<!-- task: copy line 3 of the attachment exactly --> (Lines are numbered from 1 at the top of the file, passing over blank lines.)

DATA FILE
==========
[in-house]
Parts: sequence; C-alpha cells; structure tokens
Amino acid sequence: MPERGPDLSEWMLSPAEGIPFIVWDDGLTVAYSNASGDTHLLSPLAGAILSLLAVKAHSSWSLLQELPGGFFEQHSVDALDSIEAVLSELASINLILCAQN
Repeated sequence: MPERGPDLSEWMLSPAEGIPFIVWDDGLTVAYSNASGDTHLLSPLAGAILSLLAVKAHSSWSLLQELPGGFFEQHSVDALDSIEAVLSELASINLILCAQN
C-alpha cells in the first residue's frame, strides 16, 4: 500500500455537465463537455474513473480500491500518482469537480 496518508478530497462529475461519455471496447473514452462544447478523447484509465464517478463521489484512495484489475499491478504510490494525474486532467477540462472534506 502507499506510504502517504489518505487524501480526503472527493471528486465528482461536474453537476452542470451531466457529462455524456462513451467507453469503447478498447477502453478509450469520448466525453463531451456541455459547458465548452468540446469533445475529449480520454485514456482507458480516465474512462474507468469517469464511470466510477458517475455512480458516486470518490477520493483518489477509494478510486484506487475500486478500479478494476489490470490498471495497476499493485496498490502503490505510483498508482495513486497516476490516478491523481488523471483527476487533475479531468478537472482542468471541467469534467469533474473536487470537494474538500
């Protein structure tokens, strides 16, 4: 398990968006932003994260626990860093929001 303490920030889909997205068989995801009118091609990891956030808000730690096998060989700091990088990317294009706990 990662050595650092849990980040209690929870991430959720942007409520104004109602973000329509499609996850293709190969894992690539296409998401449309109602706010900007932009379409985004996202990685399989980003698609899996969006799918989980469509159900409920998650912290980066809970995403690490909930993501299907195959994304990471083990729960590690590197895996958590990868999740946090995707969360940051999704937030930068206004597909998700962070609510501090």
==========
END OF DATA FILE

Amino acid sequence: MPERGPDLSEWMLSPAEGIPFIVWDDGLTVAYSNASGDTHLLSPLAGAILSLLAVKAHSSWSLLQELPGGFFEQHSVDALDSIEAVLSELASINLILCAQN